Twitter continues to send more of its workforce parking as reported by Bloomberg. A couple of days ago; Friday precisely, Twitter laid off “at least a dozen” workers across its offices in Dublin and Singapore. Among casualties of its latest lay offs is Analuisa Dominguez, Twitter’s former senior director of revenue policy.
The report also added that workers responsible for handling its misinformation policy, as well as a handful of employees involved with the company’s global appeals process and state program were all asked to leave this last Friday.
Twitter’s head of trust and safety, Ella Irwin confirmed recently that the company laid off some more staff, but argued the teams affected by the cuts. “It made more sense to consolidate teams under one leader (instead of two) for example,” she told Bloomberg.
Explaining further, she said the company only got rid of roles in areas where Twitter did not see enough “volume” to justify the talent expenditure. However, Ella added that the company increased staffing at its appeals department and would continue to have a head of revenue policy.
It has been one lay off or another since Elon Musk took over as the new owner of Twitter last October. Despite making promises to the contrary, Musk had since sent a lot of staff packing, and the latest lay off did not come as a surprise.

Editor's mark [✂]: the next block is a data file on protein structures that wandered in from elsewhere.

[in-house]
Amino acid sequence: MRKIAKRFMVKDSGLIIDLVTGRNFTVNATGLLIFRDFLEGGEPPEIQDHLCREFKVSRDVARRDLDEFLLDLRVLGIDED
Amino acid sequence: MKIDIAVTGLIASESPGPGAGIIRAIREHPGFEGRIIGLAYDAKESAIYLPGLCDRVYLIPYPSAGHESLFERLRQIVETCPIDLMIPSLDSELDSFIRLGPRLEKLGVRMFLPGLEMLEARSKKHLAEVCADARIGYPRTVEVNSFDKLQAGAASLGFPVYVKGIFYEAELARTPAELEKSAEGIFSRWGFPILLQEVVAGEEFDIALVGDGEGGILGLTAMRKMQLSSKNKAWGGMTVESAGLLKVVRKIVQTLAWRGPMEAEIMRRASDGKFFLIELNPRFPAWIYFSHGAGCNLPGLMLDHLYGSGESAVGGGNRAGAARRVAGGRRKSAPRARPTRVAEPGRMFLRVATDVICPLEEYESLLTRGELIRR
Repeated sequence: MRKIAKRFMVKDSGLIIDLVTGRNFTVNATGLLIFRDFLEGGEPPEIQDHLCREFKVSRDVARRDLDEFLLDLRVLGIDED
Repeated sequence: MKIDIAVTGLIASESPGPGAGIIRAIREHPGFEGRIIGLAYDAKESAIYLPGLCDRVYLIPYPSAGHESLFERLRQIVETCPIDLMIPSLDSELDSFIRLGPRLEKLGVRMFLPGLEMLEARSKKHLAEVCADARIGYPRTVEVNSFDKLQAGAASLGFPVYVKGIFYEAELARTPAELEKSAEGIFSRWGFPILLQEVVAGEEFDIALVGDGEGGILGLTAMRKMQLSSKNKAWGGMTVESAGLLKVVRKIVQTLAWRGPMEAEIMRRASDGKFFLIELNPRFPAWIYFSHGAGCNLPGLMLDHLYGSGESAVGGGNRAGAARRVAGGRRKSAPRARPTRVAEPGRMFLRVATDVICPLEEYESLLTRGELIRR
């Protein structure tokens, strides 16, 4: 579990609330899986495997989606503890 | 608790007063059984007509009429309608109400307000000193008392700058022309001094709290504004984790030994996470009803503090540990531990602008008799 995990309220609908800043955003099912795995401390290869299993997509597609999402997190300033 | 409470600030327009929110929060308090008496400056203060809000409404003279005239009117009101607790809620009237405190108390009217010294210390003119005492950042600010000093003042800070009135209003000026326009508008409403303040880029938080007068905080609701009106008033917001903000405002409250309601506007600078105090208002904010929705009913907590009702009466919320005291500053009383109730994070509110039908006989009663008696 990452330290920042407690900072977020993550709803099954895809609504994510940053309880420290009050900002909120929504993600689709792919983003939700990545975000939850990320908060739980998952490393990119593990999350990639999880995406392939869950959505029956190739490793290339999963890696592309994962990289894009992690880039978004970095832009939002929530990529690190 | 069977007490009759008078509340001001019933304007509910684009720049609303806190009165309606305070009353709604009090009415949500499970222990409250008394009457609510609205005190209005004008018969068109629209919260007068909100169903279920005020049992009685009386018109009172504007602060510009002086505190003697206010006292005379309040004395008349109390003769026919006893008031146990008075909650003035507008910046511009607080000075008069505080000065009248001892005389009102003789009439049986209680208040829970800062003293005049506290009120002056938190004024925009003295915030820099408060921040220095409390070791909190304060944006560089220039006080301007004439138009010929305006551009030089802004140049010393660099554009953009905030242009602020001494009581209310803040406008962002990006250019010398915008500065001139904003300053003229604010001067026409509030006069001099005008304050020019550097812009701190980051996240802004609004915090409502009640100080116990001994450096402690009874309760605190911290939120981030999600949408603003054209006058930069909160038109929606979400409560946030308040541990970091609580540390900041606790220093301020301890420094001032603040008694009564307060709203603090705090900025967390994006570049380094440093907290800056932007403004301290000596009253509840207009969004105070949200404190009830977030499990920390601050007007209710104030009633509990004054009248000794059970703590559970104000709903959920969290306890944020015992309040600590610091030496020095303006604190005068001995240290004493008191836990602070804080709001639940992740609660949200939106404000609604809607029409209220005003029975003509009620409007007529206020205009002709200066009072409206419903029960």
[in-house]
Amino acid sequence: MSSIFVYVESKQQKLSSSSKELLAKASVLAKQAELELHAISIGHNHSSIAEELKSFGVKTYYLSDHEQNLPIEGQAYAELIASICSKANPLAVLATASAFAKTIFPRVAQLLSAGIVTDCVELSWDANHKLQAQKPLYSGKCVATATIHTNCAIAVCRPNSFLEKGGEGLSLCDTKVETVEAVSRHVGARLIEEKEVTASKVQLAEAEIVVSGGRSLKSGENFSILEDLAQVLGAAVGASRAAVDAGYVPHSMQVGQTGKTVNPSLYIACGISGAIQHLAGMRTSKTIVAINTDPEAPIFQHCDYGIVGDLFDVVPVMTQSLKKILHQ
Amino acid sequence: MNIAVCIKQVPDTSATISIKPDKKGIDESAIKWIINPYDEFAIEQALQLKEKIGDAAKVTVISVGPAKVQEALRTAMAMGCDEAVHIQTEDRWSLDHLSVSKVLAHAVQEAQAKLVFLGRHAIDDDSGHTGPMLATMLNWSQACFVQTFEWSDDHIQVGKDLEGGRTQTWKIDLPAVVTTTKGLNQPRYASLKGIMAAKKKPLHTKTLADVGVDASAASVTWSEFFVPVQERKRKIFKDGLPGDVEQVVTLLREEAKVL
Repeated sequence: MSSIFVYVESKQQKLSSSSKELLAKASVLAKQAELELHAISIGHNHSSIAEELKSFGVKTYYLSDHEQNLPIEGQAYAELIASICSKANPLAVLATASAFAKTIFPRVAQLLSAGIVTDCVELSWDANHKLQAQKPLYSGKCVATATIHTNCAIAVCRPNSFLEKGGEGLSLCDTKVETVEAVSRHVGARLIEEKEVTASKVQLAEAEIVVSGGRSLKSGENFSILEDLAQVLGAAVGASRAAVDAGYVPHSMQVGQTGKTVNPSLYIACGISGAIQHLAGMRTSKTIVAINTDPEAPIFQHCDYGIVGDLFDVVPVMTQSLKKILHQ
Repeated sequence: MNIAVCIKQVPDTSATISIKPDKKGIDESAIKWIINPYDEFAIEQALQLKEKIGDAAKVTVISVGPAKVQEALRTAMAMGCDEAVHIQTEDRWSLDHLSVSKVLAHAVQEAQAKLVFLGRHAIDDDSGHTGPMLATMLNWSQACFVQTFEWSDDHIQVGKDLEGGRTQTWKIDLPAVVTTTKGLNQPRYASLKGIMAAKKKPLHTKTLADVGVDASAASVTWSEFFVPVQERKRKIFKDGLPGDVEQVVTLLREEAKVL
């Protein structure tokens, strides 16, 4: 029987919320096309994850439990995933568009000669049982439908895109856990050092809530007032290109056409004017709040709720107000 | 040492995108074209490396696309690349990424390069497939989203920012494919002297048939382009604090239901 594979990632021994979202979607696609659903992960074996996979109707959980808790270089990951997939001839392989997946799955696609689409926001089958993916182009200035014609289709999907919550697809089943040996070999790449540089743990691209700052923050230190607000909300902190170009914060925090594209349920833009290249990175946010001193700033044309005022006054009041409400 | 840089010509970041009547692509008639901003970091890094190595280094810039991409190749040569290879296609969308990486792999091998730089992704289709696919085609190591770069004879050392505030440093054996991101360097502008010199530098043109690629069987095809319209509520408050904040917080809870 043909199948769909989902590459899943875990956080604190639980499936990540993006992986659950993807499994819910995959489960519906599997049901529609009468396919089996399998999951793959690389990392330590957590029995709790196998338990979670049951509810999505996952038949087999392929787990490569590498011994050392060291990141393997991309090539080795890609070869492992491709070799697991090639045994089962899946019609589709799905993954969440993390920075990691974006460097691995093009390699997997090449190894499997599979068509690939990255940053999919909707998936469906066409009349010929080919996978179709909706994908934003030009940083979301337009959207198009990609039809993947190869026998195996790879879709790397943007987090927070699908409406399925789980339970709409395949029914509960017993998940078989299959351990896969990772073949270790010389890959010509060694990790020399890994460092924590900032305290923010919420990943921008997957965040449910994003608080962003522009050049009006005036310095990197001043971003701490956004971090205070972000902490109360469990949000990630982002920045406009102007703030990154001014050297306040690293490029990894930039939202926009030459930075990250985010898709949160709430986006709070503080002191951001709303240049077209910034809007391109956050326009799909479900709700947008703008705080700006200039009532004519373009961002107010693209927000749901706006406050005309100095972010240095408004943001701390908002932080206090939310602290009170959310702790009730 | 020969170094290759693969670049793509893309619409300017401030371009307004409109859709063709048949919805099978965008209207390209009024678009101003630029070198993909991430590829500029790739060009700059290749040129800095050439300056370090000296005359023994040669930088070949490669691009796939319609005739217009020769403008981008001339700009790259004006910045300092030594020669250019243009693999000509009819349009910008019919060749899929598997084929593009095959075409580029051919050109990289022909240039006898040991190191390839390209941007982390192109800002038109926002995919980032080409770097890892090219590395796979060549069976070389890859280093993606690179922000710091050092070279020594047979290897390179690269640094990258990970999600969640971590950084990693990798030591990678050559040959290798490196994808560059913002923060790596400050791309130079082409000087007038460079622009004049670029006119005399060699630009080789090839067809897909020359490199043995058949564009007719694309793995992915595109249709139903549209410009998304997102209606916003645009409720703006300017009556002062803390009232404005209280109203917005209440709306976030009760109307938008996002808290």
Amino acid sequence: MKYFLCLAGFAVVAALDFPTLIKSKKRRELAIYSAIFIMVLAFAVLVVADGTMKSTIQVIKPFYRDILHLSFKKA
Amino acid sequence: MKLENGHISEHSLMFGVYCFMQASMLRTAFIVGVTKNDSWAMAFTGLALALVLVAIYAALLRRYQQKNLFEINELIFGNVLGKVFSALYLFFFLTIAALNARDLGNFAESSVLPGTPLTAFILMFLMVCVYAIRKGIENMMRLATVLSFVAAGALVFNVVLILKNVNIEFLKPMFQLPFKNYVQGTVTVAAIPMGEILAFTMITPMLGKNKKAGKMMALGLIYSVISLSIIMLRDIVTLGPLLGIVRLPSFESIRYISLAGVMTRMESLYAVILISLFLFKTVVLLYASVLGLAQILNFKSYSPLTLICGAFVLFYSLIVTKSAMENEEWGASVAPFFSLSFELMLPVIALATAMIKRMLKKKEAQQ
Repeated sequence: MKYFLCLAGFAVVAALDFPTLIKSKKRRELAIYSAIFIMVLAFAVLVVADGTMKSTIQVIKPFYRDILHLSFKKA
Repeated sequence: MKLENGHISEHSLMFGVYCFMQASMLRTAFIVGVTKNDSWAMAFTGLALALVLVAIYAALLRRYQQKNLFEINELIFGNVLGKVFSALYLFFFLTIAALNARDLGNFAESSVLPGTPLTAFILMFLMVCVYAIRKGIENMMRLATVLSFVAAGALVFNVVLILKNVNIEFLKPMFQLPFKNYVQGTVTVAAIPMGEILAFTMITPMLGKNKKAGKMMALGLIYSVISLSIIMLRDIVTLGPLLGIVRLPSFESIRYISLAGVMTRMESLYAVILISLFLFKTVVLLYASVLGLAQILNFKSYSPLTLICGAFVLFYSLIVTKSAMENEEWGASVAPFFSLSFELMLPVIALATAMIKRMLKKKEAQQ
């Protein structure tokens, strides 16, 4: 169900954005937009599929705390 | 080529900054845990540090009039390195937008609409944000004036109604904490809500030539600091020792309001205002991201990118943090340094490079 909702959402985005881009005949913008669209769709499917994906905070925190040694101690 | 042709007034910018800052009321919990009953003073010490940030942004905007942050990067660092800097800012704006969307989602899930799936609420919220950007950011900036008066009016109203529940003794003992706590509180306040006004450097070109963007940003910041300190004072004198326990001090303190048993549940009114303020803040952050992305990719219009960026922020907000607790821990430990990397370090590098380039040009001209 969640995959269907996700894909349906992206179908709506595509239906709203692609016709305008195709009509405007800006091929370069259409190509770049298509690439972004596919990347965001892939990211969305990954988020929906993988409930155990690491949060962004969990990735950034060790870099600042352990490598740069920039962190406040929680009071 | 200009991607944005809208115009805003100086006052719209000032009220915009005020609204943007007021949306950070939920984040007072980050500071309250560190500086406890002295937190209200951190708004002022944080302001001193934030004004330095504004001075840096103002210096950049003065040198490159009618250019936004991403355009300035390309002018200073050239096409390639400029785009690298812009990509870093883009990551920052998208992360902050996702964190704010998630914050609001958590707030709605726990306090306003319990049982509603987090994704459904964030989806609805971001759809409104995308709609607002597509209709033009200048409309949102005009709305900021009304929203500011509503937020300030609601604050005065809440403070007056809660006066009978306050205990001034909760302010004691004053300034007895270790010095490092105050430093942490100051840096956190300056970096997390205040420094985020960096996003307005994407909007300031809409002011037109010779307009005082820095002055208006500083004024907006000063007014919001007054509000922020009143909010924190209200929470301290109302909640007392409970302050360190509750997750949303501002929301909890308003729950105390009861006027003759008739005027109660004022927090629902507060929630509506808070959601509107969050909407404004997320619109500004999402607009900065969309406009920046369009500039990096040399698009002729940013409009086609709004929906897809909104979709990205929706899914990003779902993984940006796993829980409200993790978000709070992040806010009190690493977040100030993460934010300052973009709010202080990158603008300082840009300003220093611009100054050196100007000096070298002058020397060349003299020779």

Among those axed at his assumption were CEO Parag Agrawal, chief financial officer Ned Segal, and the platform’s head of legal policy, trust, and safety Vijaya Gadde.
General counsel Sean Edgett was also asked to leave the company. Most of those moves made by Musk did not come to many as a surprise—they were indeed expected.
Musk had denied several reports of plans to cut down on the company’s workforce—75 percent actually. Per Bloomberg, the billionaire denied such reports.
While addressing employees at the Twitter San Francisco headquarters after taking over, Musk denied the previous report.
Earlier in October, Musk sent a letter to Twitter management proposing an end to the courtroom battle over his attempt to call off his takeover deal. In the letter, Musk also wants Twitter to accept his offer, at the original price of $54.20 per share as agreed.
Musk and his legal team it seems were not entirely confident of winning the legal tussle with Twitter. So, there is a possibility that Musk and his team may have sat down to take a second and critical look at the document, and arrived at a decision not to go ahead with the case in court.